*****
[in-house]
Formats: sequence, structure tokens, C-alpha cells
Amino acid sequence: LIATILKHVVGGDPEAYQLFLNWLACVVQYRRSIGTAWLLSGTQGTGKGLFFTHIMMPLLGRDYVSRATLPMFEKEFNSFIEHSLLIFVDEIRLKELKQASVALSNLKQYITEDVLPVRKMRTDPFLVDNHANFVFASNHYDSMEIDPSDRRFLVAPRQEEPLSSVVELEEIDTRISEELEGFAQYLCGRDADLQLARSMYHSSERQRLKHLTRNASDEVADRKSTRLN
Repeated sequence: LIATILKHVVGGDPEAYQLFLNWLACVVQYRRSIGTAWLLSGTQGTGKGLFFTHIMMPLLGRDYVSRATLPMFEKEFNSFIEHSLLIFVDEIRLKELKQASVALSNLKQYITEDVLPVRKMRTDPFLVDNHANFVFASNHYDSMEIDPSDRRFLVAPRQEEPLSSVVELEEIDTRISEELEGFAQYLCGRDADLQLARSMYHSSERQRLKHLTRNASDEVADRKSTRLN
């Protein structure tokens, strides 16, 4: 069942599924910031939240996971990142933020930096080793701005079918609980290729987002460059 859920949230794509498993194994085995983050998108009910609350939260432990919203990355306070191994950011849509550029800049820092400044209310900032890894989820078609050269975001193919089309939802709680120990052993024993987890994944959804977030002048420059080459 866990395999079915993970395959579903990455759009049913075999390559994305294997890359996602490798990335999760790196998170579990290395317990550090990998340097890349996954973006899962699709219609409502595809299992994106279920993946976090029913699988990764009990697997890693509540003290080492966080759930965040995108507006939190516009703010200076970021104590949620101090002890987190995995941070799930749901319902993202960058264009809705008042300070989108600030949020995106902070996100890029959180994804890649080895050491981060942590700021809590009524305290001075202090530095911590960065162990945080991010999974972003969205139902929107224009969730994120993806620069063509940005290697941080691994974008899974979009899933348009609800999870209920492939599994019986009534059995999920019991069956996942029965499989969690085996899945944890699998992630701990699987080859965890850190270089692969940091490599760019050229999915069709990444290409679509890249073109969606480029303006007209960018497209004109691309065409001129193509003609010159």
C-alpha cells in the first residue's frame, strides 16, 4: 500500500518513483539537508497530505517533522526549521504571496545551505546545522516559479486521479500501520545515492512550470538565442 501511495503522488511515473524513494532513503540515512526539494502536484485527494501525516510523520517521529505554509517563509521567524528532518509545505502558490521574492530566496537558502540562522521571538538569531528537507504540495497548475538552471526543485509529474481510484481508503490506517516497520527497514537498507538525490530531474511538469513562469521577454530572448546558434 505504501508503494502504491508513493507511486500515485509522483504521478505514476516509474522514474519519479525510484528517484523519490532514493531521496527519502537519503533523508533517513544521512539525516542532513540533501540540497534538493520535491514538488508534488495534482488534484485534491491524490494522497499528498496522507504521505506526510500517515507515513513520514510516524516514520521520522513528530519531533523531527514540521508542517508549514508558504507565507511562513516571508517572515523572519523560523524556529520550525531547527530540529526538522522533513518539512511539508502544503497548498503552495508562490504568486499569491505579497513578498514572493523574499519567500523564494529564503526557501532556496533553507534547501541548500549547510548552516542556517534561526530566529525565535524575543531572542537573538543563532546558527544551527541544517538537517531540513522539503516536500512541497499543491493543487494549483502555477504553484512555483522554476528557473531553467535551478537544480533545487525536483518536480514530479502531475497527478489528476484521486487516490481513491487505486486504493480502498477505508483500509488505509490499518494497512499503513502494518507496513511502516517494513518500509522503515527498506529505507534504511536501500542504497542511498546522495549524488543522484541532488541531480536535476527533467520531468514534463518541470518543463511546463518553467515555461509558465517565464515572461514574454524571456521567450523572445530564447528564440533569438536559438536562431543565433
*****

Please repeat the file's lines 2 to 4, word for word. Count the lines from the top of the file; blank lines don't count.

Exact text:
Formats: sequence, structure tokens, C-alpha cells
Amino acid sequence: LIATILKHVVGGDPEAYQLFLNWLACVVQYRRSIGTAWLLSGTQGTGKGLFFTHIMMPLLGRDYVSRATLPMFEKEFNSFIEHSLLIFVDEIRLKELKQASVALSNLKQYITEDVLPVRKMRTDPFLVDNHANFVFASNHYDSMEIDPSDRRFLVAPRQEEPLSSVVELEEIDTRISEELEGFAQYLCGRDADLQLARSMYHSSERQRLKHLTRNASDEVADRKSTRLN
Repeated sequence: LIATILKHVVGGDPEAYQLFLNWLACVVQYRRSIGTAWLLSGTQGTGKGLFFTHIMMPLLGRDYVSRATLPMFEKEFNSFIEHSLLIFVDEIRLKELKQASVALSNLKQYITEDVLPVRKMRTDPFLVDNHANFVFASNHYDSMEIDPSDRRFLVAPRQEEPLSSVVELEEIDTRISEELEGFAQYLCGRDADLQLARSMYHSSERQRLKHLTRNASDEVADRKSTRLN